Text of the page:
David Gibbins

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David Gibbins
Born 1962 (age 52–53)
Saskatoon, Canada
Occupation Novelist, archaeologist
Language English
Nationality British and Canadian
Education B.A., Ph.D.
Genre archaeological fiction
Children one daughter

David Gibbins (born 1962) is a Canadian-born underwater archaeologist and a bestselling novelist.

Early life[edit]

Gibbins was born in 1962 in Saskatoon, Saskatchewan, Canada, to English parents who were both academic scientists. He travelled around the world with them by sea as a boy, including four years living in New Zealand, before returning to Canada. He attended the University of Bristol, England, where he was awarded a First Class Honours Degree in Ancient Mediterranean Studies. He then went to Cambridge University as a Research Scholar of Corpus Christi College, where he completed a PhD in Archaeology in 1990.

Gibbins learned to scuba dive at the age of 15 in Canada, and dived under ice, on shipwrecks and in caves while he was still at school.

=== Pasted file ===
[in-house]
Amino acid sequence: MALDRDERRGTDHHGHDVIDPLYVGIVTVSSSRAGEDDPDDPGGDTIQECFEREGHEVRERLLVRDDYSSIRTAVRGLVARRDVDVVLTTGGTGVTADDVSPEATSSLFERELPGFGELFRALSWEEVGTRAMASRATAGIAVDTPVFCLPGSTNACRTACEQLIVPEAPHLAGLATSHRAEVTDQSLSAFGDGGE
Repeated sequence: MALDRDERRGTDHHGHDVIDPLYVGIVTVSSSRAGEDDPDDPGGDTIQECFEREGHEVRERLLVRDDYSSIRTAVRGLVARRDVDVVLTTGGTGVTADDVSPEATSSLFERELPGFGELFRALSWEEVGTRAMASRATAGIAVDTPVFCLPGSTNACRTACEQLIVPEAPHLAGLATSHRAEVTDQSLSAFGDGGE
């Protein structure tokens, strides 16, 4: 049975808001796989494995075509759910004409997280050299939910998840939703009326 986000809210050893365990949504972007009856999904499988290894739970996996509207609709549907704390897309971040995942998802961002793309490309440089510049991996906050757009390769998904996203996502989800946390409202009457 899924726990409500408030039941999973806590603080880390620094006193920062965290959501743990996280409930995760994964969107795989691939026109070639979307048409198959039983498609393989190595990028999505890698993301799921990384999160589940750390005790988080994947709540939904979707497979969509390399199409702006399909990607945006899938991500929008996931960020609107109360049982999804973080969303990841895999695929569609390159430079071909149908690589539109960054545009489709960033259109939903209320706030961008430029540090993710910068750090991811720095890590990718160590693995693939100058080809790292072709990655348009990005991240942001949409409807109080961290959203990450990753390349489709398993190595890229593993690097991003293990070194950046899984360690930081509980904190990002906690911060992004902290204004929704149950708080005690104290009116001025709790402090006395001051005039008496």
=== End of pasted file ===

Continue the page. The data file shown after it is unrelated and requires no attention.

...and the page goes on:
Academic career[edit]

He has led numerous underwater archaeology expeditions around the world, including five seasons excavating ancient Roman shipwrecks off Sicily and a survey of the submerged harbour of ancient Carthage. In 1999-2000 he was part of an international team excavating a 5th-century BC shipwreck off Turkey. His many publications on ancient shipwreck sites have appeared in scientific journals, books and popular magazines. Most recently his fieldwork has taken him to the Arctic Ocean, to Mesoamerica and to the Great Lakes in Canada.

After holding a Research Fellowship at Cambridge, he spent most of the 1990s as a Lecturer in the School of Archaeology, Classics and Oriental Studies at the University of Liverpool.